Little Elk Lake is located in Sherburne County, northwest of Zimmerman. The lake has a surface area of 362 acres and a maximum depth of 15 feet. The watershed is large and consists primarily of agriculture, forest, and wetlands. A small dam is located at the outlet on the south end of the lake and a public access is adjacent to the dam. A small resort is located on the west side of the lake. The last survey was in 2002.
Water quality is poor and only 15 aquatic plant species were found, including Eurasian milfoil, an invasive species. Very little emergent vegetation was present. Curly-leaf pondweed (invasive) was abundant in early June and found growing at or near the surface in 34% of the lake area. An additional 2% of the lake had been chemically treated in the spring to control curly-leaf pondweed. A heavy algal bloom was present in late July, limiting water clarity to one foot. Efforts to improve water quality in Little Elk Lake are recommended and will benefit the fishery as well.
Northern pike numbers were higher than 2002, but within the expected range for similar lakes. Average length was 25 inches, the largest individual was 33 inches, and 57% of northern pike were longer than 24 inches. Average weight was 3 pounds. Growth was fast; northern pike grew to 24 inches in three years and most were two or three years old. The fishery could benefit if anglers kept small pike (< 24 inches) and released larger ones.
Walleye fry were stocked with good success in the past, but poor results in recent years led to the current plan for fingerling stocking every other year. The 2012 catch was much lower than 2002 and below the expected range for the lake class. Prior walleye catches have been much higher due to successful fry stocking. Future surveys will hopefully show improving results from fingerling stocking. Average length and weight were 19 inches and two pounds; the largest walleye caught was 24 inches. Thirty six percent of walleye caught were longer than 20 inches. Growth was fast; most walleye were age four and reached 18 inches in four years.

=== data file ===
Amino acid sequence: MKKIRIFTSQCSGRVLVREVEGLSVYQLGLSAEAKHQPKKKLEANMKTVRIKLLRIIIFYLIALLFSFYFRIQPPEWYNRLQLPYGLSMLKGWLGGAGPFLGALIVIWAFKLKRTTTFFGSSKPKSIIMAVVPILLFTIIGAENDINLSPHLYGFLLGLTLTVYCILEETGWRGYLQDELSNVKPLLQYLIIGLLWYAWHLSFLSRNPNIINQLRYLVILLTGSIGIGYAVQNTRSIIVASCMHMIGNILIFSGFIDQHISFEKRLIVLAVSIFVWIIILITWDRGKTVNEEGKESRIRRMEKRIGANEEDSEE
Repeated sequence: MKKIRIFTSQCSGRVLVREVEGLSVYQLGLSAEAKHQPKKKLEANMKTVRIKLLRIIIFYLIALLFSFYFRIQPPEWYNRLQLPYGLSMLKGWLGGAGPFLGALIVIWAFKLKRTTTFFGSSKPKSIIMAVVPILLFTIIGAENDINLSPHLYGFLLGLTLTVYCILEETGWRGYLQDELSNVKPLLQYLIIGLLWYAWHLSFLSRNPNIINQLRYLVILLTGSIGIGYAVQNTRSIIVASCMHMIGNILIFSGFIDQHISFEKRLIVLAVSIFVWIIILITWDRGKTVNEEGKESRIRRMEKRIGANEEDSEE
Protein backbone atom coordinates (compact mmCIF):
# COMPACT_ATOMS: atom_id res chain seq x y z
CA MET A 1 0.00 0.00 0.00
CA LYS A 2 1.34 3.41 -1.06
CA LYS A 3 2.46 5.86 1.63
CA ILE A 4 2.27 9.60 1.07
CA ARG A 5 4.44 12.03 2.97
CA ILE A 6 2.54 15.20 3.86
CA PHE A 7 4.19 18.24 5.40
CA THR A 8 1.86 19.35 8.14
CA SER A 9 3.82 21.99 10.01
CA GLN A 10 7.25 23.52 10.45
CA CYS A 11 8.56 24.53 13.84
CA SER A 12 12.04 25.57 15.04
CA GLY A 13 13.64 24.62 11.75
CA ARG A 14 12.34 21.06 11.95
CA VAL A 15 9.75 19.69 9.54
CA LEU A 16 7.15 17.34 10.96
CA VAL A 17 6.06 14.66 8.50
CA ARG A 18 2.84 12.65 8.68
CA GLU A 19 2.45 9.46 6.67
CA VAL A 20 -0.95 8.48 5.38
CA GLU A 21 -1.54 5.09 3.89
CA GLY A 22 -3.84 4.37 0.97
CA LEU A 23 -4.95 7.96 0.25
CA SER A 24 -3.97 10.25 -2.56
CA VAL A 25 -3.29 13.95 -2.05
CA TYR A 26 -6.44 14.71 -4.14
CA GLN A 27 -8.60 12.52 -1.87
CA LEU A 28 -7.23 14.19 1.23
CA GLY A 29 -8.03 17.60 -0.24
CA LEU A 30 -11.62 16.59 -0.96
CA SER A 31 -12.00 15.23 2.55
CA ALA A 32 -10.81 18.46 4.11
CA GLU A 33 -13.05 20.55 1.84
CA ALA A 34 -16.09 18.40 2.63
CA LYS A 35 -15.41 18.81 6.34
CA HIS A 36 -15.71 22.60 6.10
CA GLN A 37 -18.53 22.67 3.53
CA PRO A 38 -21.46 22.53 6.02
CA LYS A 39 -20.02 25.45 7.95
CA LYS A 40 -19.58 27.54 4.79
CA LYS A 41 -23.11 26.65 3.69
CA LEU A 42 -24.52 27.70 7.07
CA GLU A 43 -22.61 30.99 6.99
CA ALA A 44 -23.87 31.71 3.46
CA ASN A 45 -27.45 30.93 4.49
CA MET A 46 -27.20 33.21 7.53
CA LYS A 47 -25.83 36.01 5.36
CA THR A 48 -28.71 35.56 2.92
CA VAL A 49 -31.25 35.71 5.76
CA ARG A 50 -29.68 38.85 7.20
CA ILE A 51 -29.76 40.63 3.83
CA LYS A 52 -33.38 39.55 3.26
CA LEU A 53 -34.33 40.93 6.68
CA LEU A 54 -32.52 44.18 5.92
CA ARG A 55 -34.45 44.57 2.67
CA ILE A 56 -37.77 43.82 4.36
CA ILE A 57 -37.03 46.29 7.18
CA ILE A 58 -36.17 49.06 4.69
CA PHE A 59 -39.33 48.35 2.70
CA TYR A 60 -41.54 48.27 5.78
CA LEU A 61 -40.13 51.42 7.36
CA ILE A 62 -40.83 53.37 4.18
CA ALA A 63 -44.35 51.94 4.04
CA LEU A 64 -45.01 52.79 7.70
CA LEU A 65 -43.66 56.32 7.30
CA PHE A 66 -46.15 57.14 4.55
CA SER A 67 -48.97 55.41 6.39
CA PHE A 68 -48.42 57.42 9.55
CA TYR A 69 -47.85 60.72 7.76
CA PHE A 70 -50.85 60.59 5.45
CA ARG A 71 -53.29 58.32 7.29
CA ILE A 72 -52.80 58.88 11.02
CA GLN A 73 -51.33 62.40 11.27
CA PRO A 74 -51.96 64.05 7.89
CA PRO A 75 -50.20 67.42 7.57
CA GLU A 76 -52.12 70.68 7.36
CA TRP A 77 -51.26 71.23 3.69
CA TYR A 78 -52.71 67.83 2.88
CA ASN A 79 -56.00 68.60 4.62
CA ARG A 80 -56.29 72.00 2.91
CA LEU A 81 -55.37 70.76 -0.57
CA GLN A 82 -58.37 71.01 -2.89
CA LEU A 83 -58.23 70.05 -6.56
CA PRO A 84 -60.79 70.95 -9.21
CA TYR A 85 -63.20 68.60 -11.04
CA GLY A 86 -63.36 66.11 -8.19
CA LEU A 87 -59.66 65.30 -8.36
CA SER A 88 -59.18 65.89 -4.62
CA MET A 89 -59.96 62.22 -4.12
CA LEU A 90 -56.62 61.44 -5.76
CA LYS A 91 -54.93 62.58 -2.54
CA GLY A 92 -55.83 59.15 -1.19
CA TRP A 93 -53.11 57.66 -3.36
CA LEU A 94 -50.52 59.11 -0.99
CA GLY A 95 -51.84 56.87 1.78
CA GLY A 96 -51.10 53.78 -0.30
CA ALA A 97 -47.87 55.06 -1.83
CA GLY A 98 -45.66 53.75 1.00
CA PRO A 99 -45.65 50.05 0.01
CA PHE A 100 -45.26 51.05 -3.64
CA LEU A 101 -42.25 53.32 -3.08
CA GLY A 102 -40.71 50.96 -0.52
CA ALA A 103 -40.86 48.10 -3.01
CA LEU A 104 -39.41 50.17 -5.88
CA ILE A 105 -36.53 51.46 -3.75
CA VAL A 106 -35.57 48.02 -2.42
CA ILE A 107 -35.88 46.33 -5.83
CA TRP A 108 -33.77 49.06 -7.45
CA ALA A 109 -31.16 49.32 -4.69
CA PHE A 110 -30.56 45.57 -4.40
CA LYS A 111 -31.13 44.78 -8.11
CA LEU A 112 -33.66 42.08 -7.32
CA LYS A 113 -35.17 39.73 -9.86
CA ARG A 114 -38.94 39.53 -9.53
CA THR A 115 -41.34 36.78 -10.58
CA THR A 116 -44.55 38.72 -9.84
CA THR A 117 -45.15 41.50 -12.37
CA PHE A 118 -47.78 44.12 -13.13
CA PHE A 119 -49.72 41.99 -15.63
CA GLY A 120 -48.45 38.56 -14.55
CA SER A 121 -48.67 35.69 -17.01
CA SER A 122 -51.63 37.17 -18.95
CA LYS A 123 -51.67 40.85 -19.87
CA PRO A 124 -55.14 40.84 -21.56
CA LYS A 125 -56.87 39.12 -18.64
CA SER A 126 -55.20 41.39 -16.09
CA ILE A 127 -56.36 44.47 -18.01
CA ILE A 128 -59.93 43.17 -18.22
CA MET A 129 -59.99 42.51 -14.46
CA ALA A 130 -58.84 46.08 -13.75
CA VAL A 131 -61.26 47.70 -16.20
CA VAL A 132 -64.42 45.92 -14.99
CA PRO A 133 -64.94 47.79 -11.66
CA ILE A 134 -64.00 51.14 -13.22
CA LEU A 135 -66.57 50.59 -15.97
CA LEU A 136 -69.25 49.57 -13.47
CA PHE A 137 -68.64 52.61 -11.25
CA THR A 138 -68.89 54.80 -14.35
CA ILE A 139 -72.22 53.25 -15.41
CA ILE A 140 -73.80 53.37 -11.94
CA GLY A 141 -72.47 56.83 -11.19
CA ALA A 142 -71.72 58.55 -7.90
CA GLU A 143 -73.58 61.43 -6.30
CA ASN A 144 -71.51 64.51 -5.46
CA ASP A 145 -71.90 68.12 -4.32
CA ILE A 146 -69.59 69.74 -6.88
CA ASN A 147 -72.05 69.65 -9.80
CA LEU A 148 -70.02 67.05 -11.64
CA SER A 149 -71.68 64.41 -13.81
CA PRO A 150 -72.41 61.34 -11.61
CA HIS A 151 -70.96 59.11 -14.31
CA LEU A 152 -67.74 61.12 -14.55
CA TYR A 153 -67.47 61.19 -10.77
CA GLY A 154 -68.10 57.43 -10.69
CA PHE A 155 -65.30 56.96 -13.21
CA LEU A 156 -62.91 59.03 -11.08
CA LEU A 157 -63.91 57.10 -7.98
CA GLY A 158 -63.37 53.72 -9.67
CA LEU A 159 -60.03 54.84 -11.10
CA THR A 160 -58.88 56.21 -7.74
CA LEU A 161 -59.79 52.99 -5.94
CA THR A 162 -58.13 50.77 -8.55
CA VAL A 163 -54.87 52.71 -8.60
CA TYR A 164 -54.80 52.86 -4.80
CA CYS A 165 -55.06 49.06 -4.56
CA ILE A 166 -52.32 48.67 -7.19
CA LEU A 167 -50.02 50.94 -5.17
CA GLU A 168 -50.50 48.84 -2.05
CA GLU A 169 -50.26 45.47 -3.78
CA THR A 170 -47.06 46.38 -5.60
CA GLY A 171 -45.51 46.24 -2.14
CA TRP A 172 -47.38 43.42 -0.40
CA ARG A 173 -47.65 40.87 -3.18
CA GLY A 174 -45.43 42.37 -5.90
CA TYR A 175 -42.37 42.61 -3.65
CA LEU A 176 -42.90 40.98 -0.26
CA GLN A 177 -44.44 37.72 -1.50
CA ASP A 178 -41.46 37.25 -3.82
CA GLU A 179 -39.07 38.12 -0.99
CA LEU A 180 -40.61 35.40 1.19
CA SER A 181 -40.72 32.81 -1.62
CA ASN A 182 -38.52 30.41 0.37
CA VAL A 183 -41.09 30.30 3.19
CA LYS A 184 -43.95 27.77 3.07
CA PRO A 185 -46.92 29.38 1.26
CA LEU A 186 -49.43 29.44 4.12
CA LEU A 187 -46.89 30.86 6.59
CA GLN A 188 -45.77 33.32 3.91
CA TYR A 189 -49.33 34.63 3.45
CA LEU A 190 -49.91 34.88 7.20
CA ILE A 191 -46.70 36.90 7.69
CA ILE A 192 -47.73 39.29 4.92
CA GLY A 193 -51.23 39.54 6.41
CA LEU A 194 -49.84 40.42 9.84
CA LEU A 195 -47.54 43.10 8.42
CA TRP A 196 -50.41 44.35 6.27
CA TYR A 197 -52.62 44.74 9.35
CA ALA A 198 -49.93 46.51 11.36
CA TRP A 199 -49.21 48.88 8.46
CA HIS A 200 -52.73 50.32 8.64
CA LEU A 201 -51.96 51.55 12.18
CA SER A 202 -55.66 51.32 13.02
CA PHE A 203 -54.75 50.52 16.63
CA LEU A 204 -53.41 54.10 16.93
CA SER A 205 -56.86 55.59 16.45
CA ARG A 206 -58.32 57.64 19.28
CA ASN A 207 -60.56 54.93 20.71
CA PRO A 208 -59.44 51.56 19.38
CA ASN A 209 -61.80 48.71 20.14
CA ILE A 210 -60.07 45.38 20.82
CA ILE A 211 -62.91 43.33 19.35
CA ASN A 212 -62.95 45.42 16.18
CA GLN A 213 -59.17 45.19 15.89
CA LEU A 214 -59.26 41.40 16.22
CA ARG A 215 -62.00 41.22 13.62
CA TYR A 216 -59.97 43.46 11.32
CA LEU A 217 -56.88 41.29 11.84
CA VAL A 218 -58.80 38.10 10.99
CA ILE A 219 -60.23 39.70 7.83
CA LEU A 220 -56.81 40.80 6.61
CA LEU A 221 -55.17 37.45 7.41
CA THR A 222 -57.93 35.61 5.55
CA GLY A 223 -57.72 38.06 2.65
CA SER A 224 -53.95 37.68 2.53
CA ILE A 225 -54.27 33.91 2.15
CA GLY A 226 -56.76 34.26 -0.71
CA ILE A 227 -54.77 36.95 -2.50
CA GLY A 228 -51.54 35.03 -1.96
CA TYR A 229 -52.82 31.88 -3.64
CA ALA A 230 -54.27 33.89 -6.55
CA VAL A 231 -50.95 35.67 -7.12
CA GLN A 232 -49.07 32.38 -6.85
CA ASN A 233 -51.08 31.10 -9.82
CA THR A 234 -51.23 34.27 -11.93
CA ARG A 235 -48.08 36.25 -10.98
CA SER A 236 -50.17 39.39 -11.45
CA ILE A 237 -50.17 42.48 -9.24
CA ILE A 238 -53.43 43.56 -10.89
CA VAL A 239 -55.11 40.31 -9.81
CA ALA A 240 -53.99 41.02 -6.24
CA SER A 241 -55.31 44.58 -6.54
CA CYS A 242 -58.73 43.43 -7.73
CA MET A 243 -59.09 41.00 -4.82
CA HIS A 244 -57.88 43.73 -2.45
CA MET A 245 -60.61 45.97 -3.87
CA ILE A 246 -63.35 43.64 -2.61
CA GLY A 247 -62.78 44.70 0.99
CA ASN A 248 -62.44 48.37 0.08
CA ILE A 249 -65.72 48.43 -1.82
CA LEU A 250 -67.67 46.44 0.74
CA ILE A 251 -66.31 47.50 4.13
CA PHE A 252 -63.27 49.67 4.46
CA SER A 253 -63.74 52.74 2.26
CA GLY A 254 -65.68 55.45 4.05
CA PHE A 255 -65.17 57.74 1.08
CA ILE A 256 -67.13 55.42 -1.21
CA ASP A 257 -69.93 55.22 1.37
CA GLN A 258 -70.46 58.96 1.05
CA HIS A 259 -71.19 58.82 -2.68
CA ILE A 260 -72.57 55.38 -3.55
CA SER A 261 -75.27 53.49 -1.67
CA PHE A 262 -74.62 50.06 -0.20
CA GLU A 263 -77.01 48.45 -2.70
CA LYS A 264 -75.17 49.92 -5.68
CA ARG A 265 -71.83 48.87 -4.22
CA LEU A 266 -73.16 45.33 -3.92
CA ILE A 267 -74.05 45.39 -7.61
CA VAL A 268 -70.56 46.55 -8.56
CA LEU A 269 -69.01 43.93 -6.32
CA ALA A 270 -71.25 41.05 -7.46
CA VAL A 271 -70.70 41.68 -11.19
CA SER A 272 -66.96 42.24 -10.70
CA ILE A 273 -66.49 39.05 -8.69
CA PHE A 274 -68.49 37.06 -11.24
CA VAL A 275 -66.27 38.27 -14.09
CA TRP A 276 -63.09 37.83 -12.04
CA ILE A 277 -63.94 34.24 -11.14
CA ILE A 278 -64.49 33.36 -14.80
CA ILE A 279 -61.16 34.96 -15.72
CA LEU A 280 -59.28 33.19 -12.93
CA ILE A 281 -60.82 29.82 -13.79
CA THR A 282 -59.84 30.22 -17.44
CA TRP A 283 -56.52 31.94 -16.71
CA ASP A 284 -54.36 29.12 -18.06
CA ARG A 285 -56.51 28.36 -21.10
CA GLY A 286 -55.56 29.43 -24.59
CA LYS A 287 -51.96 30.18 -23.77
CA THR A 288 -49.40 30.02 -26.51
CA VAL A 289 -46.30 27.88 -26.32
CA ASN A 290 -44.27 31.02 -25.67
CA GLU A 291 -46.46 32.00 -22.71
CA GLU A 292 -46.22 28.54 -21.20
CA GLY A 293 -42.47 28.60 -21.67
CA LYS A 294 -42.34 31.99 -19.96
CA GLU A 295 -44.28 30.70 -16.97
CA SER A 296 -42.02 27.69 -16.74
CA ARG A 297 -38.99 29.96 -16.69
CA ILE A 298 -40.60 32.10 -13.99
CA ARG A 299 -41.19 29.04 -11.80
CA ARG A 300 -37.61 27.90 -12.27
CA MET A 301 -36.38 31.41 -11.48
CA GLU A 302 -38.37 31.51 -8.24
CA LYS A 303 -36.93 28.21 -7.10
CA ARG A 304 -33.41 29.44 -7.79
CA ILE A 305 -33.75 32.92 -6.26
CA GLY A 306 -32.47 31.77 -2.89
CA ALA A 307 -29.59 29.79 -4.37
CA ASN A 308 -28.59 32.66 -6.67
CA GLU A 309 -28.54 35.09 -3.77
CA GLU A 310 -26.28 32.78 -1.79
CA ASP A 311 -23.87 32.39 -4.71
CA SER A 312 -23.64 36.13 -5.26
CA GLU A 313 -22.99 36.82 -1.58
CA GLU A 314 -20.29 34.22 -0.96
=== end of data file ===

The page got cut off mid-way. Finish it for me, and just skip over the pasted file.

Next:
Largemouth bass were sampled by daytime electrofishing in May. The catch rate of 37/hr is similar to the Montrose median of 38/hr. Average length was 13 inches and the largest individual was 19 inches. Forty-three percent of adult bass were longer than 15 inches. 2002 results were nearly the same, but the average size (10 inches) was smaller.
The black crappie catch was the highest recorded and far above the expected range for lakes similar to Little Elk. However, mean length (6.2 inches) and weight were low; the largest black crappie was 10 inches long. Most fish were two years old and growth was fast, growing over five inches in two years. However, older fish had slow growth.
Bluegill numbers were higher in 2012 than 2002, but within the expected range for similar lakes. Mean length was 5 inches and the largest bluegill was less than eight inches long. Most bluegill were two or three years old and growth was average, reaching 5 inches in three years.
The yellow perch catch was lower than expected for similar lakes, much lower than in 2002, and the lowest ever recorded from Little Elk Lake. Average length was 6 inches and the largest individual was 7 inches. Other species captured included: black, brown, and yellow bullheads, bowfin, common carp, golden shiner, pumpkinseed, shorthead redhorse, and white sucker.
- Eurasian Watermilfoil
Recreational activities such as recreational boating, angling, waterfowl hunting, and diving may spread aquatic invasive species. Some aquatic invasive species can attach to boats, while others can become tangled on propellers, anchor lines, or boat trailers. Many species can survive in bilge water, ballast tanks, and motors or may hide in dirt or sand that clings to nets, buckets, anchors, and waders. Fortunately, completing simple steps can prevent the transport of aquatic invasive species.